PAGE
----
‘I’ve got a lot of thinking to do’: Retirement among the options for Colts’ Anthony Castonzo
INDIANAPOLIS, Ind. – Decision time looms for Anthony Castonzo, and the outcome figures to have far-reaching ramifications.
That’s because one of the two options facing the Indianapolis Colts’ veteran left tackle is retirement after nine seasons.
“It is. That’s an option. Absolutely,’’ Castonzo revealed Monday as the Colts cleaned out their locker stalls and headed into an uncertain offseason. “It’s personal reasons.
“I’ve got a lot of thinking to do,’’
After chatting with the media, Castonzo headed for exit meetings with general manager Chris Ballard and coach Frank Reich.
Castonzo has shared his thoughts with several teammates, including center Ryan Kelly and tight end Jack Doyle.
“I kinda knew,’’ Doyle said.
Added Kelly: “We’ve talked about a few things for a while. That’s a hard decision.’’
However, Reich admitted Monday’s one-on-one meeting was “the first time’’ he learned that Castonzo was considering such a weighty career move. No timeline was discussed for Castonzo’s decision, but Reich made it clear how much the team valued him.
“Just made no bones about it: ‘We want you as our left tackle. Going to respect you and your decision to think about what you want to think about. But there’s no one else we envision being our left tackle,’’’ Reich said. “I think he had an unbelievable year, and I think he’s the best left tackle in the league, I really do.
“I think the guy’s a stud player. I think he’s had the best year of his career. Just looking forward to hopefully getting him back.
“We all need a little space. It’s an emotional year.’’
Castonzo, 31, is in the final year of a four-year, $48.3 million contract extension he signed in September 2015. A new contract would undoubtedly pay him at least $12-14 million per season.
However, that’s a massive payday Castonzo might walk away from.
“I love it here, for sure,’’ he said. “It’s great. But I’ve got some decisions to make. I’ve got some thinking to do. That’s what it comes down to.
“It’s going to be a decision I make, and I’ll have to live with it.’’
Castonzo just completed his ninth season and represents something of a trivia answer. As the Colts’ 2011 first-round draft pick, he’s the last remaining link to the Bill Polian era.
More than that, Castonzo has been an anchor of the offensive line. He’s appeared in 140 of a possible 152 games, including the playoffs. He’s started all 16 games in six of his nine seasons. He’s been on the field for 100% of the offensive snaps in five seasons and handled 98% in a sixth.
Castonzo was part of an offensive line this season that started all 16 games. The last time the Colts managed that was in 2000.
If Castonzo walks away, the Colts find themselves with a massive offseason hole to fill. There is no heir apparent on the roster.
That worst-case scenario for the team would be similar to 2007 when three-time Pro Bowl left tackle Tarik Glenn, 30 at the time, suddenly retired. The 1997 first-round draft pick was 30 and had started 167 games in 10 seasons, including the postseason.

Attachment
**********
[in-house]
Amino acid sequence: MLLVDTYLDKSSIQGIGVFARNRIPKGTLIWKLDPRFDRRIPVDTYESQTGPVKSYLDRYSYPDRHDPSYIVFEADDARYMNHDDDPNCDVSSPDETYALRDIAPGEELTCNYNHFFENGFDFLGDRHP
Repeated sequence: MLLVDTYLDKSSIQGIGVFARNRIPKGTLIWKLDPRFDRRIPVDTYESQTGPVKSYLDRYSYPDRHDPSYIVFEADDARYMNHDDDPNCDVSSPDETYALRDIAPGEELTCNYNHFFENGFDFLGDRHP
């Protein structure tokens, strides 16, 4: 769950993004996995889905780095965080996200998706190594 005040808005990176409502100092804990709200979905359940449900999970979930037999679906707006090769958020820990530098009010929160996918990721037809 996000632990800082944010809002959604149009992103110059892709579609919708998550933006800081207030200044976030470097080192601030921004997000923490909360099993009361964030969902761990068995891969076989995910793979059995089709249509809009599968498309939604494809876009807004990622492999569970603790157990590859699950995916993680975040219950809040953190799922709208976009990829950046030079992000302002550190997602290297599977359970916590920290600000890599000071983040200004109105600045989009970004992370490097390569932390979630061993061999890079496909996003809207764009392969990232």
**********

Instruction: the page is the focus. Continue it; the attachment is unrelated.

The Colts attempted to replace Glenn with Tony Ugoh, a 2007 second-round pick, but never found a suitable successor . . . until making Castonzo the 22nd overall pick in 2011.
The team holds the 13th overall pick in the April draft, and that suddenly could be targeted for a left tackle.
Castonzo admitted he needs to get separation from the season before making such a momentous decision.
“Yeah, I need to think about how different things play out,’’ he said, declining to elaborate.
If this is it, has he gotten everything he had hoped out of his career? Financially, he will have made approximately $57 million.
“No, I don’t think so,’’ Castonzo said of maxing out his career. “I don’t think I’ll ever feel that way unless I dominated every somebody every single play.’’
While teammates have been privy to the possibility of Castonzo walking away, they nonetheless would hate to see that occur.
“It would stun me,’’ T.Y. Hilton said. “How many years is this for him? Next year will be 10? This game is not easy, man. It’s tough on your body. I don’t know his case, but it’s hard to continue to keep that up.
“He’s the anchor to our team, especially the offensive line. Big Q (Quenton Nelson) looks up to him, Ryan (Kelly). He makes them go. He would be a huge loss if we lose him.
“If he’s retiring, I’m happy for him. Glad I got a chance to play with him. If not, hopefully he’s back.’’
Kelly has worked with Castonzo since joining the Colts as the 18th overall pick in 2016. He understands the stress that comes with the profession and position.
“I used to always think that 10 years would be really cool in the league,’’ Kelly said. “Then as I started playing and as my knees started hurting and everything hurts and injuries start happening . . . to get nine years is impressive. And to do it at a high level.
“Football doesn’t last. Whether he (retires) or chooses to come back, he had an incredible career no matter what.’’
Does Kelly have any insight to Castonzo’s end game?
“I do not,’’ he said with a smile. “He’s the only person that knows. I think if you ask him tomorrow you’ll get a different answer than you do today.
“But I’m sure there are people in the building that want to know one way or the other. There’s not a bunch of left tackles hanging out on the street right now.’’
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